By Sandy . . . A town in Nebraska, York, has been considering residency restrictions for those on the registry off and on for several years. Recently, prompted by a concerned citizen, city attorney Charles Campbell prepared an ordinance and asked the York City Council to consider it.
One of NARSOL’S writers, Mike W., wrote a letter to the editor of the local newspaper, the city attorney, and the eight city council members. A copy of this was mailed to each of them.
Attn: Melanie Wilkinson, Managing Editor, the Independent
Attorney Charles Campbell
York City Council
Citizens everywhere have a right to safety, and this is true wherever they are, be it in their homes, on their street, in their schools, in their places of worship, and in their towns. We want to be safe. We deserve to be safe.
In the article City considering residency restrictions for convicted sex offenders (York, Nebraska), Attorney Charles Campbell explained that the city is considering how close a registered citizen can live from a school or childcare facility. The implication is that a registrant’s residence, if far enough removed from a school or childcare, somehow confers safety while one in close proximity to the same facility is a threat to safety.
What we know now is that residency restrictions do not result in higher safety. Residency restrictions are ineffective and have unintended consequences. This approach has been adopted before in the errant belief that people who have a geographical closeness have a higher level of offense. That is not accurate. What we do know is
- “Stranger Danger” is rare. Most offenders are coaches, family friends, clergy, or family members.
- Approximately 60% of offences take place in the victim’s home or the home of someone they know.
- There is no evidence that residency restrictions result in reduced offenses. In fact, these restrictions create barriers to integration into the community.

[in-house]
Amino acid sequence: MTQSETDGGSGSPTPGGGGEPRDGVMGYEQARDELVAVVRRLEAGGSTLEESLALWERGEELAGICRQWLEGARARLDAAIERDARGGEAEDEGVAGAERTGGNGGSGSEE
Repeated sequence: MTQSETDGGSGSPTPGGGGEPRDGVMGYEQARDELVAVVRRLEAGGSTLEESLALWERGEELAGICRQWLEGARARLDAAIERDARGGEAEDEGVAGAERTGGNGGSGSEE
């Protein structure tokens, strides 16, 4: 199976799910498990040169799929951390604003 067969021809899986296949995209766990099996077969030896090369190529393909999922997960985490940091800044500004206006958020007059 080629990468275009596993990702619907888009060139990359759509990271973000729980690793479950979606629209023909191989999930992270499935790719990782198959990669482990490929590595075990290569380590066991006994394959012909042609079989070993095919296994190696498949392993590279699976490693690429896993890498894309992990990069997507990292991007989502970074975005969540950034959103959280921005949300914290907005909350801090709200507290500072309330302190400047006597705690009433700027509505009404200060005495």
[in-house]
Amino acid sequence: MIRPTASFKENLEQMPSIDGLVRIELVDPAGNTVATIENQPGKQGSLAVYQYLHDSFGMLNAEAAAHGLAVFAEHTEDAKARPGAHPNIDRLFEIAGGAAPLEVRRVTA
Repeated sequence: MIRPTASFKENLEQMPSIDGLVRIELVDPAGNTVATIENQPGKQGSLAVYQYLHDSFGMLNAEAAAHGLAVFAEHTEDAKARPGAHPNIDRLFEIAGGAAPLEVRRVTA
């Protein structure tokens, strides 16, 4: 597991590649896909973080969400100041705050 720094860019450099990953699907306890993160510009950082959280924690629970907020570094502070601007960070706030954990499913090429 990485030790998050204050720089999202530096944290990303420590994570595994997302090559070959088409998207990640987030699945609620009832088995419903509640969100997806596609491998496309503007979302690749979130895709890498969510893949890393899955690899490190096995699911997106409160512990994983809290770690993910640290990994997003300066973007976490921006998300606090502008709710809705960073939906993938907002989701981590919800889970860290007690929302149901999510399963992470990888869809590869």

- Georgia, New Jersey, California and most recently Michigan have all had residency restrictions overturned or sharply curtailed in court cases ruling them as unconstitutional and punitive.
People on the registry have lower rates of recidivism. At an average of a 4% rate, it is the lowest of any class of offence. Contrast this to DUI recidivism rates of 25-31%. Should those who have DUIs in their past move 500 feet from any place that sells alcohol? Of course not. Access does not equate with future crimes.
It is in everyone’s best interest to ensure a safe community. Restricting housing access will remove citizens from their established homes, break up families, and create financial hardship. Ostracizing past offenders is not a solution. A better policy would be to make available an easy transition into the community where they can participate, hold jobs, have families and pay taxes.
Mike W for NARSOL (National Assc. For Rational Sexual Offense Laws)
contact Sandy Rozek, NARSOL Communications
NARSOL advocates for laws based on facts and evidence and for policies that support the successful rehabilitation, restoration, and reintegration of law abiding, former sex offenders into society as the path to a safer society.
On July 19 the council again met and discussed the matter, including some of the points raised in our letter (although no mention of the letter is made in the newspaper article). One of the council members moved that the issue be dropped. The motion was seconded and passed.
At least for now, York, Nebraska, will not enact restrictions limiting where its registered citizens can live.
Sandy is communications director for NARSOL, editor-in-chief of the Digest, and a writer for the Digest and the NARSOL website. Additionally, she participates in updating and managing the website and assisting with a variety of organizational tasks.
Mike W publishes articles and writes letters to those who have circulated inaccurate information that needs correcting.